28 March 2007

GodWordThink: Evangelicals?

What is an Evangelical? Am I one? Do I want to be one? asks Richard from Cyprus in GodWordThink: Evangelicals?

It's a good question, because the word "evangelical" now has so many different meanings that it is difficult to know what people mean by it unless they define it each time they use it. It seems that secular journalists, especially in America, use it almost as a synonym for "fundamentalists", yet not many years ago one of the big disputes between different Protestant groups in America was precisely the dispute between "Evangelicals" and "Fundamentalists", who were at odds with each other on a variety of issues.

Richard in his post examines the differences between US and UK evangelicals. In part, these differences are cultural, but as Richard points out, they are also theological, and two groups of self-styled evangelicals seem to have quite different understandings of what they are, and what evangelicalism is.

In part the problem is that "evangelical" is basically an adjective that has been pressed into service as a noun, and the noun meanings are beginning to take over the adjectival ones. Orthodox Christians can easily describe their faith as "evangelical", since it is based on the good news of Jesus Christ.


Les said...

Thanks Steve. This is a very insightful post. The word "evangelical" has become largely a cultural word with much negative baggage. The one thing that i appreciate about aspects of the "emerging" church is the need to find other ways of describing ourselves to non-believers.

The Scylding said...

Well, due to the cultural baggage it carries, I'm not excited about being called an 'evangelical'. Though I fall within the protestant sphere of Christianity, the only adjectives I'm happy about are orthodox (small o - sorry Stephen) and catholic (small c).

I grew up in evangelicalville, and sectarian variations on that theme, so maybe my distaste for the term has some basis in personal experience?

Dougald Hine said...

Here in the UK, I regularly get wound up by journalists who see fit to pronounce on the politics of the Anglican Communion while using the word "evangelist" when they mean "evangelical" (in the politicised sense). When I talk to fellow journalists about this, I compare it to a political correspondent who can't distinguish between a conservative and a conservationist: yes, they have a common root, but they signify quite different things.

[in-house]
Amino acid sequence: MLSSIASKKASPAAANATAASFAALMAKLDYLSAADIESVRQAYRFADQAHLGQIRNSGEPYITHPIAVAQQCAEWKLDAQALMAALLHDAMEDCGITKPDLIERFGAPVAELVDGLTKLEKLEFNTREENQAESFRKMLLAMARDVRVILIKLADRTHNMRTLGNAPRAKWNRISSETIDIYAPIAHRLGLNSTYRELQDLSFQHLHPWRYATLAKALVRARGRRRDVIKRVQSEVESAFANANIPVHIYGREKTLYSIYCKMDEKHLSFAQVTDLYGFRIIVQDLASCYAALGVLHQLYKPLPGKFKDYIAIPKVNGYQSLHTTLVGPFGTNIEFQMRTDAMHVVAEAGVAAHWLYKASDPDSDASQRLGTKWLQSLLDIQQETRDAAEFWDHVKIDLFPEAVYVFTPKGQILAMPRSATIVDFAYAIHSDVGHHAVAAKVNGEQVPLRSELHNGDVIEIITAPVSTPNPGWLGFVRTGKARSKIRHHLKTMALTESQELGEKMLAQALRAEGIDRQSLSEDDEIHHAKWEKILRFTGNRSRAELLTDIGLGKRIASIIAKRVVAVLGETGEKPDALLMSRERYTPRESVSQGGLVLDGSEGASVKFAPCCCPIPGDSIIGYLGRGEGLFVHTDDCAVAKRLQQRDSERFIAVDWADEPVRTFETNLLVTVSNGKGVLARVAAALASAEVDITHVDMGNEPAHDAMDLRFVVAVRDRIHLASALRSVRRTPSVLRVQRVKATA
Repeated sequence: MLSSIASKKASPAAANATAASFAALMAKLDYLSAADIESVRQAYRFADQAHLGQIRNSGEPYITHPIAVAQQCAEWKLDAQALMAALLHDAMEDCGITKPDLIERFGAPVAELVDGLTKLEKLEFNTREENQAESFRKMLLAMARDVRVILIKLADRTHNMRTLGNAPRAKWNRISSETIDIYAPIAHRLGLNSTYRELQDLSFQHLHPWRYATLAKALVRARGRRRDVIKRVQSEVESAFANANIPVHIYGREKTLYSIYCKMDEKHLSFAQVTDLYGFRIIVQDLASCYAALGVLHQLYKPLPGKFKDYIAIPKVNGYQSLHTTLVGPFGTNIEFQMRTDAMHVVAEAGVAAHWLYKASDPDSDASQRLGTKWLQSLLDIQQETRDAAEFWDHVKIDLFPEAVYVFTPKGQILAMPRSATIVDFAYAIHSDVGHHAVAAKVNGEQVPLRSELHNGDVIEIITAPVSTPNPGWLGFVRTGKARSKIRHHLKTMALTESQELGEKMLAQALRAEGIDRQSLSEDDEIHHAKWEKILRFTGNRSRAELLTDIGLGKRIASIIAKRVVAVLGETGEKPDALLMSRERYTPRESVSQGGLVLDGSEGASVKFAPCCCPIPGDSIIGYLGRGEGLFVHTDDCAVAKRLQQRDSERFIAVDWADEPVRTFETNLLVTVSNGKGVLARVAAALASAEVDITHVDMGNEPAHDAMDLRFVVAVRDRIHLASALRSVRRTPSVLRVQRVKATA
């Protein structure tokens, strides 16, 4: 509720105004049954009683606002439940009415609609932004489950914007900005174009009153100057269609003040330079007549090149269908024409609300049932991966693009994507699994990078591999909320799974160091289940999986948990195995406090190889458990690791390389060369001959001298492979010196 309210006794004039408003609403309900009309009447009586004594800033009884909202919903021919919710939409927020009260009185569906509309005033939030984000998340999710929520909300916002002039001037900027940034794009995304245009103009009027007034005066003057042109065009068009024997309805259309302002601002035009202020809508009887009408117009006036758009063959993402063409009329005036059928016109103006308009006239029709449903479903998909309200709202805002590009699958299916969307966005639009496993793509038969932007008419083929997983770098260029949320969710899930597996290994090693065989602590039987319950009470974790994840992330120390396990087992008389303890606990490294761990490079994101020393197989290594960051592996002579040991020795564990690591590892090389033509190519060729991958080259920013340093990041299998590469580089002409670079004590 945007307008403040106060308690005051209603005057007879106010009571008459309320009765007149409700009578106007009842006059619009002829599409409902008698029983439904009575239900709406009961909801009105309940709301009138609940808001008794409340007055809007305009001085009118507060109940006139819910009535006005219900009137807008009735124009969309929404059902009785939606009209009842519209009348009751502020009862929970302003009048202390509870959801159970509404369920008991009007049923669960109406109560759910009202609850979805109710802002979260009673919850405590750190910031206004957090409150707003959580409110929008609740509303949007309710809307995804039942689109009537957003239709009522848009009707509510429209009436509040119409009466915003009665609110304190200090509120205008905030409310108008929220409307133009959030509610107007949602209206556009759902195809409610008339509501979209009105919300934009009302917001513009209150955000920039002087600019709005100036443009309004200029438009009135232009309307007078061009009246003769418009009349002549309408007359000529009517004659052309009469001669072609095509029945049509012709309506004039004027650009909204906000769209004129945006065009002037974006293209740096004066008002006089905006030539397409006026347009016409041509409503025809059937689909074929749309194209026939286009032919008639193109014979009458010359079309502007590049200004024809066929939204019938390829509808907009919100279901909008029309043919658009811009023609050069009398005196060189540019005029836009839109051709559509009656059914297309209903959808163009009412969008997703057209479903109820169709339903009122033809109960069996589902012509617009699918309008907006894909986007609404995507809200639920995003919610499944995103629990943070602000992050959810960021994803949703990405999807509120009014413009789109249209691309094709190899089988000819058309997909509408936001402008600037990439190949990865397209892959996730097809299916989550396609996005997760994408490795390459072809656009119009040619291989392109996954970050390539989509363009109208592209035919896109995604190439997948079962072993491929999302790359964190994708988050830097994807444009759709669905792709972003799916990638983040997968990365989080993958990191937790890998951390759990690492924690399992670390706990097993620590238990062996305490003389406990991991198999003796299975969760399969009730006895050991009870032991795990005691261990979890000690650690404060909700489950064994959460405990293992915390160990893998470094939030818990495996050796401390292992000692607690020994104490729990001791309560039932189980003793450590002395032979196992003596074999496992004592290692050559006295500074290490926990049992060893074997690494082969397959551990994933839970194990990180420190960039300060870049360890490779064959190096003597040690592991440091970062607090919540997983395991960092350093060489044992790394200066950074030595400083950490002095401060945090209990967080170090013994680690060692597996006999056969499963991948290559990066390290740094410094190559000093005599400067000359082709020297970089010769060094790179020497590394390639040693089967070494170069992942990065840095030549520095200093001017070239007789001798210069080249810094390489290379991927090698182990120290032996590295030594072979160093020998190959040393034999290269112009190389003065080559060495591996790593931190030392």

But, reading your post, I recognise that the error may well arise from the grammatical quirk of an "adjective... pressed into service as a noun". Well put!

Steve Hayes said...

I think the poit is, which cultural baggage does it carry? Richard drew attention to differences between US and UK evangelicalism, but I think in South Africa evangelicalism has come of the characteristics of both, and perhaps a few others as well.

Steve Hayes said...


An analogous linguistic problem, especially with journalists, is the use of the term "cult" to refer to a group of people. Are, say, the Jehovah's Witnesses a "cult". Ther answer is no: they practise a cult, like most other religious groups, but it's an abuse of language to think that they can be a cult.

I suppose one could say that some US evangelicals practise the cult of the Bible.

The Scylding said...

Cult of the Bible? Certainly - and I've seen it - but let us remember, it is the Bible through modernist eyes.

I would describe modern evangelicalism as a 2 headed beast - there is the emotional head - happy happy happy and now we're saved; and then there is the 'intelectual' version - especially common among reformed and some baptists - if youu have faith in justification by faith, then you're saved, note the shift of the object of faith from Christ to a simple statement. Also, evangelicalism tends to be anti - sacramental. I know there are some who call NT Wright the head of the evangelical portion of the Anglican church, but I don't think that would apply to a SA or US definition of the word. Personally, I don't think there is much of a difference between American and SA evangelicalism any more. The fundamentalist vs evangelical battle of the early 20th century is over, and they have merged - especially the intellectual head of evangelicalism. But the basis on which modern evangelicalism stands, is modernism. At least that's how I see it....

Steve Hayes said...


You'll have to define "modernism"! Fundamentalism started as a protest against modernism the the theological sense, which the Fundamentalists saw in such things as higher criticism and "Liberal Protestantism" generally. I would agree that Fundamentalists were and probably still are imbued with the spirit of modernity, but modernism?

South African evangelicalism includes groups such as Africa Enterprise, which was influenced by both UK and US evangelicalism, and though nondenominational, has had people from various denominations in it - Anglican, Methodist, Baptist, Pentecostals of various kinds and so on.

The Scylding said...


By modernism I mean enlightment, and post-enlightment thought - ie evangelicals have been attacking modernism with its own tools...

Yes, I'm aware of AE and others, but in the last 2 decades or so, SA evangelicalism have swung towards the American variety, or so it appears.

BTW, with your missiological interests, you'd enjoy this...


Steve Hayes said...

evangelicals have been attacking modernism with its own tools

Right on!

And I've been out of touch with Soputh African evangelicalism for the last 20 years, so you're probably right.

I liked the map -- wish I could find a way of showing it to my church history students!


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